The year 2020 has been a strange year. What happens during times of disruption? When you have a worldwide pandemic, wrapped in an economic shutdown, and racial unrest, it’s the perfect definition of a disrupted world. In times like these, what is the church to do? Is the mission in quarantine, or do we adapt, adjust, and look for innovative, creative ways to share the gospel with even more people?
STORY 1: Connected
If there was a time when we have to be connected, this is it — connected to God through a living relationship with His son Jesus Christ, connected to each other in the love of the Lord, connected to others who do not know Jesus to connect them to Him.
This is why the Hispanic Ministries Department of the Southern Union Conference in the United States and the coordinators of each of the eight conferences in this territory drew up the “Conectados” plan.
“Conectados” is a virtual caravan that would pass through the eight conferences in eight days, livestreaming from an Adventist church in each conference field with a different preacher and singer. All of it would happen virtually. That’s how we planned the strategy, organized the logistics, and finally carried it out. How does a virtual caravan, in the midst of a pandemic, result in more than 500 baptisms?
Let us take you behind the scenes of the preparation and execution of this initiative.
Phase One: Planning
We organized several meetings with the coordinators to achieve our goal. Preachers and singers who represented each conference in the union were chosen. A young adult, Alex Espinosa, a Christian singer and church member from Forest City, Florida, composed the song that matched the title and theme of the caravan: “Conectados” — Connected.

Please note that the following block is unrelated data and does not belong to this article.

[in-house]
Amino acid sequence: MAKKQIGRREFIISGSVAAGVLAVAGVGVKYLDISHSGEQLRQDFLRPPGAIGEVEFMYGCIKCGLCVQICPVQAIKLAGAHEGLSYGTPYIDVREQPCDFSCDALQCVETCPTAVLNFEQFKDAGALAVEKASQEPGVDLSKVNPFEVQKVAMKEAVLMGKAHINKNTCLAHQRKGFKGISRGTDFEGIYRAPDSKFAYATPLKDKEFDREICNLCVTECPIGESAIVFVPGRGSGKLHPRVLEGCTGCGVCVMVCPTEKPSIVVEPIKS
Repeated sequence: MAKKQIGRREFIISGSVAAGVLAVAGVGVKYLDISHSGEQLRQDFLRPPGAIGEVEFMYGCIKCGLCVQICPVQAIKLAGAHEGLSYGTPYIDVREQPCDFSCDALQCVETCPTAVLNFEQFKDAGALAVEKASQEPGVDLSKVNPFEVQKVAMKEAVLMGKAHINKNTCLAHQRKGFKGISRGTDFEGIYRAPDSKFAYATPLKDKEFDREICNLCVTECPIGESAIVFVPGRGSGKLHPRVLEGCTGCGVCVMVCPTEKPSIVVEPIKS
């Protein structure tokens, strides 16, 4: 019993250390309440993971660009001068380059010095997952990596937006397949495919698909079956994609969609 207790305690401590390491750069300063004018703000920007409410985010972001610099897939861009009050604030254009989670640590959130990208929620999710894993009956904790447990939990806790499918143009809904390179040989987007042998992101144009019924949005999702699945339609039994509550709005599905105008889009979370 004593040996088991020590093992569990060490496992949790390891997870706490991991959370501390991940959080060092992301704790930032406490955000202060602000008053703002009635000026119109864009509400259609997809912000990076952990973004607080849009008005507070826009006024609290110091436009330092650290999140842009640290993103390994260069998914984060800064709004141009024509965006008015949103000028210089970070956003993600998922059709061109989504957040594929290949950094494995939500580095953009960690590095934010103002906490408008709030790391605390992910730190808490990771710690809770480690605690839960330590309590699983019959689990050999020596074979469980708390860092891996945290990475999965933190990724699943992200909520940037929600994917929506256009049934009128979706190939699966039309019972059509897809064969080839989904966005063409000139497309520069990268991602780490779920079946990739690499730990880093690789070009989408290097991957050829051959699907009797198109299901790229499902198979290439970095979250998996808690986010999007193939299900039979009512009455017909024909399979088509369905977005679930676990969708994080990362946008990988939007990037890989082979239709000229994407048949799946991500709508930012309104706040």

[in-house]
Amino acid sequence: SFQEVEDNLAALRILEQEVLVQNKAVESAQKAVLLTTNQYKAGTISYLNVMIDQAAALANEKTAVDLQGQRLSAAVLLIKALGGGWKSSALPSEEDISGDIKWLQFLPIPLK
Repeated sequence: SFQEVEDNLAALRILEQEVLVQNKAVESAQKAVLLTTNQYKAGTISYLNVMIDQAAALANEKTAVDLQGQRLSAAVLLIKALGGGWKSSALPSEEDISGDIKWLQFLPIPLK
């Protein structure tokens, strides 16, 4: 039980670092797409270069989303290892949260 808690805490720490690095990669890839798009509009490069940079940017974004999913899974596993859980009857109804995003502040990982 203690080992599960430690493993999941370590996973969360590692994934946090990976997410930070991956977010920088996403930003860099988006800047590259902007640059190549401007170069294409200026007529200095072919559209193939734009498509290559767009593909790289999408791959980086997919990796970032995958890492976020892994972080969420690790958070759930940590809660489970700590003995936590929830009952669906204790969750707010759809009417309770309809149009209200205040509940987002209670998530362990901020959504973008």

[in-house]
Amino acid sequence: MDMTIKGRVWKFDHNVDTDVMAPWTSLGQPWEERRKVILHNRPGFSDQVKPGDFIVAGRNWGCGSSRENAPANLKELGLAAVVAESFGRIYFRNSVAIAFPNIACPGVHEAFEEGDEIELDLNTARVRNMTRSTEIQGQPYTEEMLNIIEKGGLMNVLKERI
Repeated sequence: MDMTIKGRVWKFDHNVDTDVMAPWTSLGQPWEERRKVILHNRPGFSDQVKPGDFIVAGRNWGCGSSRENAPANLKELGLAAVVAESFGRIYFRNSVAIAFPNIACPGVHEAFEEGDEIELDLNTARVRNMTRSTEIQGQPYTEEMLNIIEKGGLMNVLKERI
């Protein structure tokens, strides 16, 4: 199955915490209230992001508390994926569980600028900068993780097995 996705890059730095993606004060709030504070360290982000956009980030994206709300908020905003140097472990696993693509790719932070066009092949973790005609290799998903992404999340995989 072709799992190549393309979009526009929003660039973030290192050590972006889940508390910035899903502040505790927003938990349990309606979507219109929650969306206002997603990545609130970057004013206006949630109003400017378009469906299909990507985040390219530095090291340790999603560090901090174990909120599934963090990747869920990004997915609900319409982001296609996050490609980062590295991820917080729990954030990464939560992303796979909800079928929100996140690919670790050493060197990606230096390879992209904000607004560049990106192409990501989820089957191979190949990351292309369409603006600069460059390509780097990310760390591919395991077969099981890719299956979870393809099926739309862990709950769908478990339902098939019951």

Phase Two: Production
We traveled to the eight states to record preachers and singers. We recorded them in the same church from which we would host the livestream on the assigned day. It was an intense week of production, but very rewarding. The recordings were made by our production team of three people. Preachers and singers were recorded at different times to avoid contact. We took incredible precautions, and thanks to God, no one contracted the novel coronavirus during the production.
As part of the production, everything recorded was edited and prepared. It consisted of preaching and music and videos with short one- to two-minute messages from the Southern Union officers and the president of each host conference. The theme song was recorded by four members of our territory in open spaces in downtown Atlanta, Georgia.
We also wanted to make sure that all the equipment was configured and working correctly, and that church members knew how to connect and watch the stream. As a trial run, we did a test a week before the event where our president, Ron Smith, in a 12-minute message, urged leaders and members to connect. We had almost 10,000 views that night! Now, with more confidence, we moved to the third phase.